Tommy 2007-08-13 19:33:09
Forget about bellcranks, Install some small servos out in the wings. Much
Dbdorton@hotma 2007-08-13 19:33:24
Bellcrank? You said bellcrank, right?
I didn’t think anybody used them anymore.
I certainly wouldn’t use them on a ’90’ size warplane. Use a servo. It
will save you money in the long run when you don’t have to replace the
plane due to loosing a aileron, because of fludder.
Micheal h. gor 2007-08-13 19:33:50
Fludder? Is that a Spirit of Utah term? I not familiar with that one
Doug :). Saw yer show in Heber. I liked it!
snip a lot of stuff
Mike Gordon AMA 320990
Remember; RC Pylon Racing, the Ultimate Thrill,
when s** and drugs just ain’t enough
Mjc 2007-08-14 03:22:01
Bellcranks will double the slop and halve the fun (as in watching your
ailerons flutter away at altitude). Servo’s just don’t weigh that much so
put it out in the bay ahead of the aileron arm and you’ll only have about 4″
of straight control rod to mess with.
Fred mcclellan 2007-08-14 03:22:10
Nope, none of those bell cranks will do. _WAY_ too sloppy.
http://nelsonhobby.com/ make serious bell cranks.
Nelson have purportedly changed the design, going from double truss to
single truss, and I’ve not used any of the new offerings, but the
originals are somethin’ else !
The Nelson bell cranks are supported by ball bearings and use ball
joint connectors. Zero, and I mean _zero_, slop.
I’ll be adding photos of a bell crank aileron installation in a 1/3
scale L-4 when TD Bill gets past and I can get out to the building
shed. There is one photo of a Nelson bell crank setup in the photo
album “Split Elevator Linkage”, third photo, at
Not the best photo in the world, but you can see the double-truss bell
crank. First class setup, _if you have the room_.
the dash plumber at mindspring dot com
IMAA LM 090
Dbdorton@hotma 2007-08-14 11:21:56
Glad you liked it. It was probably the best show we’ve done in quite a
while. Short and sincere. I didn’t know that my combat ship would flat
spin like that.
Fludder is what the rudder does. Doesn’t do it very often and is very
difficult to detect.
How’d you like the “The Dragon and His Tail?” The ‘Morning Deseret
News’ said that it’s the last B-24 flying.
M dennett 2007-08-20 09:58:55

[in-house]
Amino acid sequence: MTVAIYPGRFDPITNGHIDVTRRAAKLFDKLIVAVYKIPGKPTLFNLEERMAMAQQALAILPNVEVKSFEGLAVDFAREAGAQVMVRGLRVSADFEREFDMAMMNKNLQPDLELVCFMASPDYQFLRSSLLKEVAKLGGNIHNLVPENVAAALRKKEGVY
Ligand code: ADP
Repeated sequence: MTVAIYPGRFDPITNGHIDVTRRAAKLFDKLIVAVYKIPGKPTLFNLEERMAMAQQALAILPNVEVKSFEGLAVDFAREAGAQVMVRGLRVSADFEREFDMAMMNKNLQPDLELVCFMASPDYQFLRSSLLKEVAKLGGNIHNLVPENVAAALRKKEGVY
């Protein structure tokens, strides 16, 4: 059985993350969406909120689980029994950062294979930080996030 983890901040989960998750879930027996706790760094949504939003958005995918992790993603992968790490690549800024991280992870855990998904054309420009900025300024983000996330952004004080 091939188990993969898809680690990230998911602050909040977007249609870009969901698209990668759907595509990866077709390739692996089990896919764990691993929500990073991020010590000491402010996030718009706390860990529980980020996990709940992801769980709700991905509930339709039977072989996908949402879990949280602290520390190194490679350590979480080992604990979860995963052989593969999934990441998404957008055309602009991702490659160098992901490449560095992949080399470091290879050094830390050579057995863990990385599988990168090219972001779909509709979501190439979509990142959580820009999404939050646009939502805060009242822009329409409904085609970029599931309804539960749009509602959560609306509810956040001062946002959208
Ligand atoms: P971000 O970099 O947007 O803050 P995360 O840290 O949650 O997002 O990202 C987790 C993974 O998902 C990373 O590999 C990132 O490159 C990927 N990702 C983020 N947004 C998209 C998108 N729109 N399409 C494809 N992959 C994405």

There may have been a bit, IIRC there was a tiny “click-click” when I
wiggled the ailerons, but the connectors and holes were properly sized.
However there are twice as many connection points and it stands to reason
that slop will be more of a problem than with a short direct connection. The
hinge gaps were reasonable. This was a Sig Kommander (I think – it was a
shoulder wing right?) kit, that I flipped upside down into a low winger and
flew with a .60, so it moved pretty fast and I beat it up every chance I got
too. These were lightweight barn-door type ailerons, so that likely
contributed to a propensity for flutter. I didn’t dork it that time btw,
managed to get it down on the remaining aileron. Before I realized I was
near sighted and my depth perception was less than perfect though, I flew it
through a dead tree at >100mph after pulling out of a vertical WOT dive.
That was entertaining – the engine and fuselage stayed in the tree but a
shower of foam and covering sprayed out the other side. A stick rammed
itself down through the carburetor throat and into the crankshaft port and
ther cooling fins were plugged with wood and bark. Oops.
I guess my main point was that right after this episode (circa 1985) I
started using twin servos and right awaysensed an improvement in control
feel, and never went back. I immediately retrofitted a couple of aircraft
with outboard servos and things were better. Thus I can’t see why I would
choose bellcranks versus twin servos, as it seems hard to make a case that
bellcranks have any functional benefit in comparison.